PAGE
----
American Lives 1: Amy Tan
Amy Tan writes books that are read by millions of people. They show how people of different cultures and ages are alike and different.
A Chinese and American Childhood
Amy Tan's father came to the United States from China in 1947. Her mother came here in 1949. Tan was born in Oakland, California, in 1952. Her parents named her En-Mai. The name means "Blessing of America."
Tan learned Chinese and English as a child. And she learned both Chinese and U.S. culture.
Tan's older brother, Peter, died of brain cancer in 1967. Her father died of cancer a few months later. After these tragedies, Tan's mother moved to Europe with Amy and her younger brother, John. They lived first in the Netherlands and then in Switzerland.
Tan was angry over the tragedies. She rebelled and got into trouble. She made new friends who used drugs. She was even arrested. But she learned from her mistakes.
Back to the United States
Tan finished high school in Switzerland. Then Tan's mother brought the family back to the United States.
Tan started college in Oregon. She planned to become a doctor. Then she changed her mind. She studied English.
At about this time, Tan met Louis DiMattei. They fell in love. So she went to San Jose State University. There, she could be with Lou. They were married in 1974.
Tan's life seemed good. But then tragedy came again. Her best friend was murdered. Tan's anger and feeling of loss returned.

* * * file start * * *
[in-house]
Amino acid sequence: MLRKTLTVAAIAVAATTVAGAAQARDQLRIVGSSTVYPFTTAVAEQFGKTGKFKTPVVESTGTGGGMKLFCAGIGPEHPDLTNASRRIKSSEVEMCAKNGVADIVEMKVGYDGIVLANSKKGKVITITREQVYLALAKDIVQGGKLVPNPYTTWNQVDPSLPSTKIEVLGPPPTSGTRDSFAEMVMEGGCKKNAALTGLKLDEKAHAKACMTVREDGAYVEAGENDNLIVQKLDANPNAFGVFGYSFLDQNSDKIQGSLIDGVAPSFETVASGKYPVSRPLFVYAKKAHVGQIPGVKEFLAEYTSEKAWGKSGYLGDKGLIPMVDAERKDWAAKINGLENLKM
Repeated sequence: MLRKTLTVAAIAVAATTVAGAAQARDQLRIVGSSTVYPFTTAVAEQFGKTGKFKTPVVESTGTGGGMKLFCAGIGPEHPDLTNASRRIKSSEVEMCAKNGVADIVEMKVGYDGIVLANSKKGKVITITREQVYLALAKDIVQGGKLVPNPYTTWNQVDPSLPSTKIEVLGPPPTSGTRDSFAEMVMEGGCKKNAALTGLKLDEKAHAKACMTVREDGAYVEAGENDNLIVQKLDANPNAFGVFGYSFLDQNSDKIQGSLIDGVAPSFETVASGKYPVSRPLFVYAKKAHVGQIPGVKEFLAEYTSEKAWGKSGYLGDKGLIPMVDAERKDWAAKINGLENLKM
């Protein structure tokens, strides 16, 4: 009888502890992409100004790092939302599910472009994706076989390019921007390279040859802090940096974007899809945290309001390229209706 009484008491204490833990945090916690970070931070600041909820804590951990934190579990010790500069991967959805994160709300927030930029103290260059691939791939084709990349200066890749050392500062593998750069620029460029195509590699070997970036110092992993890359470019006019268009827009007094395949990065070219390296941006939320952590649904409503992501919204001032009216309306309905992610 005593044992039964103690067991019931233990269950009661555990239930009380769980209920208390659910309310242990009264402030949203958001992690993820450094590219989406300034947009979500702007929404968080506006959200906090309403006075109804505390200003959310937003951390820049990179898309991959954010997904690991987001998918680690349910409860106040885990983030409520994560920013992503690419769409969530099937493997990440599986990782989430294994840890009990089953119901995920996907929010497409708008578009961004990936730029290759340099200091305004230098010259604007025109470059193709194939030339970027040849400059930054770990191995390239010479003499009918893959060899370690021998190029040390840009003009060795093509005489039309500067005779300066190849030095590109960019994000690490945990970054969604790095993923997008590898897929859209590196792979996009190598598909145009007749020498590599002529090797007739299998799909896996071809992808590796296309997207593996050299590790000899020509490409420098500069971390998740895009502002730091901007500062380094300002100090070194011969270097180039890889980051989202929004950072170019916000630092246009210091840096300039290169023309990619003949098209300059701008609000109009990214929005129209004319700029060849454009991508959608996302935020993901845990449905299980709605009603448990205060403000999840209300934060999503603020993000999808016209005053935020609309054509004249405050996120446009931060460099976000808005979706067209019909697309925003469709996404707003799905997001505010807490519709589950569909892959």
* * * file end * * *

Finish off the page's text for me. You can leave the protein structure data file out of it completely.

Because of this loss, Tan quit school and began working. She had several jobs. Then she started a business. She worked long hours as a business writer. In fact, she worked too many hours. She had to make a change. So she began learning jazz piano and writing fiction.
The Joy Luck Club
Tan first wrote short stories. One of them, "Rules of the Game," was published in 1987. She wrote more stories. She turned them into her first novel, The Joy Luck Club. It was published in 1989.
The Joy Luck Club tells about a young Chinese-American woman. Her Chinese mother died recently. So the woman visits her mother's Chinese friends. The novel shows that people are different because of age and culture. But they are also alike. The Joy Luck Club became a best-seller in the United States.
Tan wrote a second novel. She called it The Kitchen God's Wife. It is also about a young woman and her Chinese mother. This book shows how the two women do not understand each other. They love each other. But they are sometimes angry with each other. Many people admire The Kitchen God's Wife.
Tan's next novels were The Hundred Secret Senses and The Bonesetter's Daughter. These books also look at mothers and daughters.
In 2003, Tan wrote The Opposite of Fate: A Book of Musings. It is not fiction. It tells about her life and what she thinks.
Her Mother's Stories
Tan began writing to understand herself. Her writing also helped her learn about her Chinese culture. And it helped her understand her mother. Her books, she said, include her mother's stories.
"My books," she said, "have amounted to taking her stories—a gift to me—and giving them back to her. To me, it was the [best] thing I ever could have done for myself and my mother."
Many people feel that Tan's books are also gifts to them. These gifts help them see how people of every culture are alike. And they are gifts that tell how different cultures make the United States richer and more interesting.